What is striking about the 1909 tour – Peebles is just the first example – is the way that elected officials went out of their way to welcome the Canadians to their towns and cities. The tour was a huge event in Scotland and the tourists seemed to have caused a massive stir wherever they went.

Later that night, the curlers were entertained to dinner at the Peebles Hydropathic (now known simply as the Peebles Hydro Hotel). Sir Henry Ballantyne, a tourist himself on the 1903 tour, presided over the event and spoke of his pride at hosting the first official dinner of the tour. Many were the speeches thereafter and the toast list, looking back a hundred years, was mind-boggling in its length and complexity. These were different times from those we inhabit today!

The next morning must have been an exciting one for the party – many of whom were of Scottish origin, for a visit had been laid on to Abbotsford House, home of Sir Walter Scott – arguably Scotland’s most famous author. The party was joined by several local ladies and gentlemen and was conveyed in eleven motor vehicles, a rarity in those far-off days, and travelled to Abbotsford via Selkirk. After an hour in Scott’s famous old house, the party proceeded to Melrose where again, they received a raucous welcome from the townspeople. Again, there was a civic reception before the Canadians were given some time to explore the ruins of Melrose Abbey. Everywhere they went, they were feted, though sadly any plans that may have been made for curling had to be abandoned because of the weather.

Interestingly, two Canadian Maple Trees were planted on the site of the artificial curling pond in Melrose and another was later planted in the public park at Peebles. The party was then escorted by the town’s curlers to the train station, where they were given a most hearty send-off, “cheers being raised again and again”.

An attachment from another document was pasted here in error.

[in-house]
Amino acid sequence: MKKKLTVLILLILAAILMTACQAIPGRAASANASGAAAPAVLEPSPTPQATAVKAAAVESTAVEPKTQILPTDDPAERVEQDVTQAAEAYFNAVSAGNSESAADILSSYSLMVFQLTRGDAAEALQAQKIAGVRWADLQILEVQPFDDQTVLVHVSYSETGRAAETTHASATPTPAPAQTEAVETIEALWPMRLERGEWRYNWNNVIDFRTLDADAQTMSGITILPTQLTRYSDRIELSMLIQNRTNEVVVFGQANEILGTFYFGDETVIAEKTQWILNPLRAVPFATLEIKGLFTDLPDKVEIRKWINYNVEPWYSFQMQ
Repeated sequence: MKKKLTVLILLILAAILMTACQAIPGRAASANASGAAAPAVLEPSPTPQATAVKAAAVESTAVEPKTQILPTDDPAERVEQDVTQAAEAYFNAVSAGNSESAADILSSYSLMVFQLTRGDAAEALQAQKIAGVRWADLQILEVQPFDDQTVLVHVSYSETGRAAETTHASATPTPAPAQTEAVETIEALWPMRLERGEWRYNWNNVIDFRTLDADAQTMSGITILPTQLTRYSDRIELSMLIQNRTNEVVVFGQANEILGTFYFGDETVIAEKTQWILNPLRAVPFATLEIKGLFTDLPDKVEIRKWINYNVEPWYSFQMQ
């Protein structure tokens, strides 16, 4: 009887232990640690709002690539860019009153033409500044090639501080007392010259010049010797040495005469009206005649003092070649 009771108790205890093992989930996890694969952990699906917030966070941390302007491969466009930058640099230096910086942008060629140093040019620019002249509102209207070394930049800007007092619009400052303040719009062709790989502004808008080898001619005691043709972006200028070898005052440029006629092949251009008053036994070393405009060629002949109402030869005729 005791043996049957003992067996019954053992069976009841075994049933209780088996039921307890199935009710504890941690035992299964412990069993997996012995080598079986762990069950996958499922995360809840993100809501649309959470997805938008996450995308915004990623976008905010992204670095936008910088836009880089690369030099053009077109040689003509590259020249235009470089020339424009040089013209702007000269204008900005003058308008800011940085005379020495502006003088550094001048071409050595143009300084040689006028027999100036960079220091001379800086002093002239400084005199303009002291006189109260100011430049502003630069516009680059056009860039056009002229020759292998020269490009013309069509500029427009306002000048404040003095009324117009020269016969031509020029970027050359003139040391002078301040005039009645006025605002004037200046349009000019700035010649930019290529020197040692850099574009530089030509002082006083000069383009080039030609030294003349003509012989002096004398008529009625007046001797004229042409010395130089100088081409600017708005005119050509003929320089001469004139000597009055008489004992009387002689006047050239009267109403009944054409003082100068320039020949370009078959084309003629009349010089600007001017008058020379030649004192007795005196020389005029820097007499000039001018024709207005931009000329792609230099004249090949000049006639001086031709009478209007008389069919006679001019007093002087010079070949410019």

There were about twenty Freemasons in the party – that out of a total of thirty-seven curlers. Freemasonry then was a powerful force and movement and there were a number of events organised specifically for them. The first of these took place in the tour’s next stop, Kilwinning, where they were entertained by the Lodge Canongate, one of the most ancient Scottish Lodges, which at the time boasted of having the oldest Lodge Rooms in the world.

Obviously, we cannot go into what was said or indeed done at the Carlton Hotel that faroff night, except to say that Brother Duncan Cameron Fraser, the Tour Captain, Lieutenant-Governor of Nova Scotia and Past M.W Grand Master Mason of Nova Scotia was given the singular honour of honorary membership of the Lodge.

Throughout the tour, the Masonic members were spirited away from time to time to private dinners or entertainment. For example, on 16th February, after dinner in Aberdeen, the Masonic tourists were guests of the Provincial Grand Master at a concert.

1 comment:

Alexander (Sandy) Paterson said...

My wife's great grandfather, Robert Allan, is believed to have a curling partner of the then Duke of Argyll, with reference being made of a tour to Canada. Given that the 9th Duke of Argyll was Governor General of Canada, it seems more likely that he was an opponent rather than a partner, and since Robert was born in 1860, he could well have been a member of the 1903 touring party to Canada. Does anyone perhaps have a list of names of the touring party.

I enjoyed the newspaper articles very much - excellent work.